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What is the Best Management of Superficial Burn Blisters?

Three Part Question

[In adult patients with superficial burn blisters] does [de-roofing the blister] as opposed to simple [aspiration] have better wound outcomes [promote healing, pain management and minimizing infection].

Clinical Scenario

A 25-year-old male presents to the emergency department after burning his hand on a torch at work. He suffered a superficial burn with a large blister to his dorsal hand. You consider the best evidence-based management of the blister.

Search Strategy

Medline 1966-07/24 using PubMed, Cochrane Library (2024), and Embase Classic (1947-1973)
[(exp Blister/ OR Blister$.mp AND AND ( OR deroof$.mp. OR debride$.mp. OR drain$.mp OR burns/therapy)] LIMIT to English language.

Search Outcome

16 total articles were found; four clinical trials were identified as both relevant and of sufficient quality for inclusion.

Relevant Paper(s)

Author, date and country Patient group Study type (level of evidence) Outcomes Key results Study Weaknesses
Gimbel NS, et al.
May 1957
Healthy volunteers who had burns induced across the abdomen. Blisters were left intact, deroofed with scissors, or aspirated.Prospective experimental study5-day epithelizationNo significant differencesExperimental model; small sample size; not randomized or blinded. The generalizability of the data, given the artificial mechanisms of injury, is unclear. Differences in epithelization were mostly small and of unclear clinical significance.
14-day epithelizationBlisters left healed faster compared with the aspirated and deroofed groups, and was the only group with completely healed wounds at 14 days
Garg R, et al
January 2021
Punjab, India
27 patients who presented with minor superficial 2nd degree burns of upper limbs were randomized to leaving blisters intact vs. deroofing. RCTPain severityDeroofed blisters were more painful (p< 0.001)Small sample size, small blisters (<0.5 cm), not blinded
Soakage of dressing Soakage was comparable in both subsets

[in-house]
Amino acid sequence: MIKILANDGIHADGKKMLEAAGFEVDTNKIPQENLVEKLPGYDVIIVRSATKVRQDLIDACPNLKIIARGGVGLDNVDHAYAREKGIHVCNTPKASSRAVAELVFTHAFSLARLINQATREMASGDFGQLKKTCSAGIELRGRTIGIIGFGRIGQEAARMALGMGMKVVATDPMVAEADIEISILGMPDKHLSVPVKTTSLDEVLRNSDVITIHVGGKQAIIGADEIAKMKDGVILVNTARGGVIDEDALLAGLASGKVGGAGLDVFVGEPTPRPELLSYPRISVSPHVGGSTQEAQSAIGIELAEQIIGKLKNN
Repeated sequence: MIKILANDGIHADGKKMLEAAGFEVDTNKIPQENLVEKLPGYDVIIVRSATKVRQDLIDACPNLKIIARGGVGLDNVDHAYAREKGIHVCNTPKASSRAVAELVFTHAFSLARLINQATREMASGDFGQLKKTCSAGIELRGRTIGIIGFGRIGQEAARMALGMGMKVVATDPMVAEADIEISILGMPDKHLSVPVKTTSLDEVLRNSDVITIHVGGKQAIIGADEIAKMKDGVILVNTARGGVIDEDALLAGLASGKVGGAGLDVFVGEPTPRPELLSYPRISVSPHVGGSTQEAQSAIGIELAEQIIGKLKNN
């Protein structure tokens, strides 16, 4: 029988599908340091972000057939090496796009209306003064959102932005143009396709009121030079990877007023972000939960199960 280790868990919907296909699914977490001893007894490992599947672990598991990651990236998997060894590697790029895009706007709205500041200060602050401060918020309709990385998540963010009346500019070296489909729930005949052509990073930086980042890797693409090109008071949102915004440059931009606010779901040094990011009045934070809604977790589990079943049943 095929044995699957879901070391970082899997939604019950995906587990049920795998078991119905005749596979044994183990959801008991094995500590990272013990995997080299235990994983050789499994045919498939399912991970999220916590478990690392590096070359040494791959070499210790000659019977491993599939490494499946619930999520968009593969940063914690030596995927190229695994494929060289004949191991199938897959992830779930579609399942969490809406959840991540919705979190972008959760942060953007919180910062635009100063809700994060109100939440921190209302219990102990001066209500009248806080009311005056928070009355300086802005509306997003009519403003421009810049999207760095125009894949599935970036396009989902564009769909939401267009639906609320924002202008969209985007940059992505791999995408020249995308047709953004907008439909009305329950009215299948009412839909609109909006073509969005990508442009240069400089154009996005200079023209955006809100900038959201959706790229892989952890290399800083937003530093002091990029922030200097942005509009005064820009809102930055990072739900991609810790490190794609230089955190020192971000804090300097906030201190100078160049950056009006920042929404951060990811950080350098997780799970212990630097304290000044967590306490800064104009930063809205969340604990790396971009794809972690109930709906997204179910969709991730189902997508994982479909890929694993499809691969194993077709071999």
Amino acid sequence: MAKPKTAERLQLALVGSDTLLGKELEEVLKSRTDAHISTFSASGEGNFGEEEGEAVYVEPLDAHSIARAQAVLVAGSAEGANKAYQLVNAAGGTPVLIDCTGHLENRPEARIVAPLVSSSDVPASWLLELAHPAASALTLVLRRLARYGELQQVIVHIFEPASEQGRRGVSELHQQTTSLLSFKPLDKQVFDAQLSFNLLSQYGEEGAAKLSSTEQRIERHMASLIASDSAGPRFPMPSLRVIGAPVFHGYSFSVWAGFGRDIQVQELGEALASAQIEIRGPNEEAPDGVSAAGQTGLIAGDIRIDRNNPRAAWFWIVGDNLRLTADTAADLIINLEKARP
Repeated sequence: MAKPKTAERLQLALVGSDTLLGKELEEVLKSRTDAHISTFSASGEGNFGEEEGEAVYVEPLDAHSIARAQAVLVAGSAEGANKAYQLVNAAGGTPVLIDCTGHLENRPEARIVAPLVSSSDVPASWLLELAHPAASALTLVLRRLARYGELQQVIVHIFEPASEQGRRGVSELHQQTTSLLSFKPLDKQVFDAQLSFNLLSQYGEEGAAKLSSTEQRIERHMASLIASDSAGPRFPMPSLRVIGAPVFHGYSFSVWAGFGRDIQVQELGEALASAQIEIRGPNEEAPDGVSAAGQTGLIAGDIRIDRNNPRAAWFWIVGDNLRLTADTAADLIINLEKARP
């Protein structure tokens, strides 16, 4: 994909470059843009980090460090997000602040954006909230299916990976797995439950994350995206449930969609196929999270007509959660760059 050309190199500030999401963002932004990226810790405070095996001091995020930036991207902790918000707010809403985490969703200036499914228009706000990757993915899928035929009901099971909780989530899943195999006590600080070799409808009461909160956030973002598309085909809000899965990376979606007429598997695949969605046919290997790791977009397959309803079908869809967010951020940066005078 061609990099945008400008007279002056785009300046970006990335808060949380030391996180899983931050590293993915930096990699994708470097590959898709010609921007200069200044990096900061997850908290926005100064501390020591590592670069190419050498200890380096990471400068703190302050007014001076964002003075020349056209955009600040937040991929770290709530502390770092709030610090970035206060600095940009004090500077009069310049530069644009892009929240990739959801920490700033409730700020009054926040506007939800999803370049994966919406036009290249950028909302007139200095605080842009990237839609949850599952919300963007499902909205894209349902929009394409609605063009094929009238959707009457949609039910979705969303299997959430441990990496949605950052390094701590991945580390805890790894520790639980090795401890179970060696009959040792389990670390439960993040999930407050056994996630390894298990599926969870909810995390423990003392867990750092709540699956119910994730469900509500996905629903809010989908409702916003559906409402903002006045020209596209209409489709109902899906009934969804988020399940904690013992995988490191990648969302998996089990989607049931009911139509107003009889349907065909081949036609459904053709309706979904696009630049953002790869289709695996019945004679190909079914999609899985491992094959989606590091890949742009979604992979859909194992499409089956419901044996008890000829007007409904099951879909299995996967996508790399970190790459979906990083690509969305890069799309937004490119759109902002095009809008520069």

Day to complete healingWound healing was less by mean of 1.7 days deroofed blisters compared to intact blisters (p< 0.001)
Ro HS, et al.
April 2018
Republic of Korea
40 patients with burn blisters greater than 6-mm were enrolled and randomized into 2 groups: aspiration group and deroofing group. RCTNumber of days to complete wound healing Difference was not statistically significant (P=0.96)Relatively small sample size; potential confounding factors were not adjusted for within the data collection; proper wound management could prevent wound colonization with bacteria; lack of a defined primary outcome measure; and study did not include a group of patients on whom blisters were left intact.
Scar Assessment ScaleAspiration scars were rated better at 12 mos. (P=0.03)
Visual analogue pain scoreDifference was not statistically significant (P=0.26)
Colonization with microorganisms Lower in the aspirated blisters but not significant (p=0.15)
Swain AH, et al.
July 1987
202 patients attending two accident departments for treatment of minor thermal burns to arms and legs. During the first part of the study blisters were left intact for up to 10 days. In the second part blister fluid was aspirated through a single puncture hole.Prospective clinical trialRisk of bacterial colonizationColonization was lower in the intact blisters than in either the aspirated blisters or deroofed burns (P< 0.05)Not randomized; open-label design; some of the blisters which were aspirated in the second part of the study were actually deroofed; bacterial colonization may simply be a function of proper wound care; and there was no quantification of pain reported by patients.
Pain in the burn area on 2nd dayAspiration reduced pain (P<0.05)


There is a paucity of randomized control trials regarding the best management of burn blisters. Existing studies are poorly designed with conflicting results. Each method has advantages: leaving a blister intact may decrease the risk of infection and reduce pain. De-roofing a blister may promote healing. While aspiration will decrease the risk of large blisters rupturing spontaneously at home and facilitate application of wound dressings.

Clinical Bottom Line

When managing superficial burns there appears to be no method of management that is superior to the other. Clinicians should use clinical judgment in determining whether to leave select burn blisters intact or perform aspiration or debridement.


  1. Gimbel NS, Kapetansky DI, Weissman F, Pinkus HKB. A Study of Epithelization in Blistered Burns. AMA Arch Surg 1957;74(5):800–803
  2. Garg R, Rakesh D, Mittal RK, Kathpal SS, Kaur A, Singh K. Managing blisters in minor burns: Should they be deroofed? Indian Journal of Burns Jan–Dec 2021; 29(1):31-35
  3. Ro HS, Shin JY, Sabbagh MD, Roh SG, Chang SC, Lee NH. Effectiveness of aspiration or deroofing for blister management in patients with burns: A prospective randomized controlled trial. Medicine (Baltimore) 2018 Apr;97(17):e0563
  4. Swain AH, Azadian BS, Wakeley CJ, Shakespeare PG. Management of blisters in minor burns. Br Med J (Clin Res Ed). 1987 Jul 18;295(6591):181